A former executive of Brazilian oil firm Petrobras, mired in a corruption scandal which has ensnared dozens of politicians, told lawmakers Tuesday that the governing party received multimillion-dollar bribes.
Police say dozens of politicians benefited from a scheme facilitating corruption and money laundering that saw an estimated $3.8 billion creamed off inflated contracts over a decade using a sliding scale of percentages.
The investigation has fingered four dozen politicians, mostly allies of President Dilma Rousseff, whose coalition is now coming under intense strain.
Among those suspected of involvement in the scam are 12 senators -- one a former president -- and 22 Congressmen, all under scrutiny after the Supreme Court authorized their investigation on Friday.
"I received a share and the PT (Workers Party) another share, maybe $150-200 million," Pedro Barusco told a parliamentary investigative committee delving into Brazil's biggest graft scandal.
Barusco highlighted the role of PT treasurer Joao Vaccari Neto, who has already been questioned and released and whom the former Petrobras executive believes received up to $200 million.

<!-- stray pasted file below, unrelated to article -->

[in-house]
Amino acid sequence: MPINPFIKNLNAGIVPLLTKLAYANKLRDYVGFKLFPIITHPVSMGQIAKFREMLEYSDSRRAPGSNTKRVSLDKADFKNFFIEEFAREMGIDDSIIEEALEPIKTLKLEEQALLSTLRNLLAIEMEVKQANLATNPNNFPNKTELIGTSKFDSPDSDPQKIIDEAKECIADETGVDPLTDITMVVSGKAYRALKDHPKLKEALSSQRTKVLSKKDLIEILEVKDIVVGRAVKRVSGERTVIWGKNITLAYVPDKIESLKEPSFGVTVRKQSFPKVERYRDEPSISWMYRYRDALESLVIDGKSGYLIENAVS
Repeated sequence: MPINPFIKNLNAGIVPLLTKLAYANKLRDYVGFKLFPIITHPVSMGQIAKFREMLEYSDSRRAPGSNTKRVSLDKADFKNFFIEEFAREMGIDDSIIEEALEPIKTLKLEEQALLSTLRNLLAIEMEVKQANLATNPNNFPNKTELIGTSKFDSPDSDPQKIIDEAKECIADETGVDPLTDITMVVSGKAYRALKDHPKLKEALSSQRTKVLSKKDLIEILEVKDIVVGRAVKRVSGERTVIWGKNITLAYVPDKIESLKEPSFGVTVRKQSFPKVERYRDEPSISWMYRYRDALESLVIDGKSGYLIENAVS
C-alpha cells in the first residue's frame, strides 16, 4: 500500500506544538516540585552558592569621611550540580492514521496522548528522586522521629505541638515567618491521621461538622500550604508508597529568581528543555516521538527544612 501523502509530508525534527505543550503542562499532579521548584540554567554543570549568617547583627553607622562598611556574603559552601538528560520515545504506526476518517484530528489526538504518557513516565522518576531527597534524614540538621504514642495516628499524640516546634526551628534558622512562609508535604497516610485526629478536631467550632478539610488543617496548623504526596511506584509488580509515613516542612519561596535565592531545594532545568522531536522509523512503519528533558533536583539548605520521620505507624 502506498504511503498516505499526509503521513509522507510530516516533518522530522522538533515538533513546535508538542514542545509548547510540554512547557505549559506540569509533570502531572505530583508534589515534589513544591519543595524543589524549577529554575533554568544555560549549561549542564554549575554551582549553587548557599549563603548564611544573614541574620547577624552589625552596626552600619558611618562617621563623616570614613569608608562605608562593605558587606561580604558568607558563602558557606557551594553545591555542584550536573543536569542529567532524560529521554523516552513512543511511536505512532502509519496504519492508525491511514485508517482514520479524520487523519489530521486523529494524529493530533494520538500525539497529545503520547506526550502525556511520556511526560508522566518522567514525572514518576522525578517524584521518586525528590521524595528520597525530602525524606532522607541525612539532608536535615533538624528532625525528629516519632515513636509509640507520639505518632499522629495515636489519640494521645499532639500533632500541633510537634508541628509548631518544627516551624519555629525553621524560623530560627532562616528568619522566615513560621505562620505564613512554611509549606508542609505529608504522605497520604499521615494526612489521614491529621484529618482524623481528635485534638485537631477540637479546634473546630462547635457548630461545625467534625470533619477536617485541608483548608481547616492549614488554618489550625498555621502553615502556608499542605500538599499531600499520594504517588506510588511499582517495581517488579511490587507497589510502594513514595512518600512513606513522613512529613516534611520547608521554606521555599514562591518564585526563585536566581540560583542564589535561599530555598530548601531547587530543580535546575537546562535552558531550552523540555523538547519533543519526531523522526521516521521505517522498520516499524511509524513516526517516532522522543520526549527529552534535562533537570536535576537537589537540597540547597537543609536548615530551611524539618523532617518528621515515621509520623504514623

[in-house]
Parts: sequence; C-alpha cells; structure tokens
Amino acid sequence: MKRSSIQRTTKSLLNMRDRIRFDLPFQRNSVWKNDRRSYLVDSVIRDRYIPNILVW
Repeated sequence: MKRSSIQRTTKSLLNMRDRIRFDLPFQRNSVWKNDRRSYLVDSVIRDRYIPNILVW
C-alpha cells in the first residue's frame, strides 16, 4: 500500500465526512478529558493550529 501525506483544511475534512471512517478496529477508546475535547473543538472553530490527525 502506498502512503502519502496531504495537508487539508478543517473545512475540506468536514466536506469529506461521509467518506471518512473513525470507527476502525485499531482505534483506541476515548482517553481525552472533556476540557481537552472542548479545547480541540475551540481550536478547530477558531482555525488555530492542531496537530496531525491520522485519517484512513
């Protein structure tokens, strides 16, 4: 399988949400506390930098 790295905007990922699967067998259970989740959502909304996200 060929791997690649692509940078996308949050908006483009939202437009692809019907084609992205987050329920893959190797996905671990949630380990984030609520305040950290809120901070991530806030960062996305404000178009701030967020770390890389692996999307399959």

"I don't know how Vaccari received it, if it was official donations, I don't know. There was a donations reserve (fund) for the PT. If he received it or the form in which he received it, I don't know," Barusco testified under oath.
"We always dealt with Joao Vaccari for this kind of thing -- he oversaw it," stated Barusco, a naval engineer who joined Petrobras in 1979 and who has committed to returning $97 million that ended up in a Swiss bank account as part of a plea bargain.
Vaccari says any money the PT received came from legal donations.
According to Barusco, the graft scheme began in 2004, a year after the PT took power under Rousseff's mentor and predecessor Luiz Inacio Lula da Silva, and became an integral part of the way contracts were awarded.
Rousseff herself chaired the company from 2003 to 2010 but denies any knowledge of the scheme and is not accused of wrongdoing.